The first issue I faced was a lack of direction in applying the right knowledge. Growing up, painting environments was not my forte, never mind venturing into digital painting or 3D modeling. Transitioning from abstract art to using Blender was a huge technical leap for me. It was not easy, especially moving from painting people exclusively to creating environments. While my background in teaching offered some help, it didn’t bridge the gap in the technical skills required for me to succeed as an artist. Granted, finding answers to questions on the internet is easy, but discerning which answer is the best proves much more difficult. It’s akin to choosing between multiple meal options, like hamburgers and fries versus healthy greens and proteins. You can fill your stomach with either, but there’s a difference in their nutritional value, a distinction that’s hard to discern without a nutrition guide. The same principle applies to learning. The challenge lies in having easy access to scattered knowledge nowadays. From my experience of teaching, I knew having a concentrated source of credible and industry-approved knowledge was essential.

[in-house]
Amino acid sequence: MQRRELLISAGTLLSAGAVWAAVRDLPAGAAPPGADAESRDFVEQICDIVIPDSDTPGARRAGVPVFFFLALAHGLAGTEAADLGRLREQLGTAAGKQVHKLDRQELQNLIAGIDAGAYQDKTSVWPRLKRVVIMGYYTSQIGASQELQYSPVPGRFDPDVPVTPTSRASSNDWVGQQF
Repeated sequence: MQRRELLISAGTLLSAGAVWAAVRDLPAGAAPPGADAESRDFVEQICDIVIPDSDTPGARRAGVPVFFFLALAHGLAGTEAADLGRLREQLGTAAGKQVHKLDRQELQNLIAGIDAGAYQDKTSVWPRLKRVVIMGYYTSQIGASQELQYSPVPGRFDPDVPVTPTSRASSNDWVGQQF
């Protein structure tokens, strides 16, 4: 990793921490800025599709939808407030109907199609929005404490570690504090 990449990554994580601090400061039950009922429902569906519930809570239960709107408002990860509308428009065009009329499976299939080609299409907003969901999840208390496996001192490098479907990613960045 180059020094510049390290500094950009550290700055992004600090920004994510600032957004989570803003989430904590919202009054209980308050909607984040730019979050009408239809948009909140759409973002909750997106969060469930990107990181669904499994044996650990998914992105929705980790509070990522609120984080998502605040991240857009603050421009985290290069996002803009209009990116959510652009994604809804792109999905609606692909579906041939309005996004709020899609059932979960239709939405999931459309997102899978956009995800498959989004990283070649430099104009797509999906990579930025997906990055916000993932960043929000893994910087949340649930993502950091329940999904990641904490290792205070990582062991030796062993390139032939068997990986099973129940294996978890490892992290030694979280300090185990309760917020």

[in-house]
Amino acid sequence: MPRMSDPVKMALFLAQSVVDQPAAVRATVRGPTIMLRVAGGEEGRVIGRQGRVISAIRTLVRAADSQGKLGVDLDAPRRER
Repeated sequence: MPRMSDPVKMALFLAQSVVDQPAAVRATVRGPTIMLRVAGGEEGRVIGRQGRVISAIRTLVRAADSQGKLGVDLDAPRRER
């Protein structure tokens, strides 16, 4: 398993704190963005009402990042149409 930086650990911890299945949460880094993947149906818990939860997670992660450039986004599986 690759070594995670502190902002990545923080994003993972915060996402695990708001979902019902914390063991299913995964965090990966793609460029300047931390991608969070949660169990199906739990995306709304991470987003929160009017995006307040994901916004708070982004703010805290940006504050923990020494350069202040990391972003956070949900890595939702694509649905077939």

Another challenge is the lack of professional artist connections. Finding people with similar interests, especially in a niche field like concept art, is difficult. I would often hear people ask, “What is concept art?” especially living in a smaller city, the challenge of networking effectively becomes even more pronounced. I struggled with finding other artists to form a supportive social circle, which impacted measuring skill levels against peers and often led to feelings of loneliness. This disconnect from valuable industry information fostered a sense of falling behind me and, over time, dangerously threatened my motivation. Recognizing this, I knew I needed to take action.

Naturally, these issues were more internal in nature. There are misconceptions of the entertainment art industry that seeped into daily interactions with loved ones. They might perceive pursuing this profession as less stable compared to, say, teaching. Doubt starts to spread, which can really influence one’s mindset. Protecting your passion is a thing! Establishing a safe space to pursue our passion without judgment, whether financially, ideologically, or emotionally, is of utmost importance.
Finding priorities is key for me.

jie lan art environment mentorship future percivaux square

Percivaux Square

Environment concept art situated in a universe similar to Cyberpunk 2077.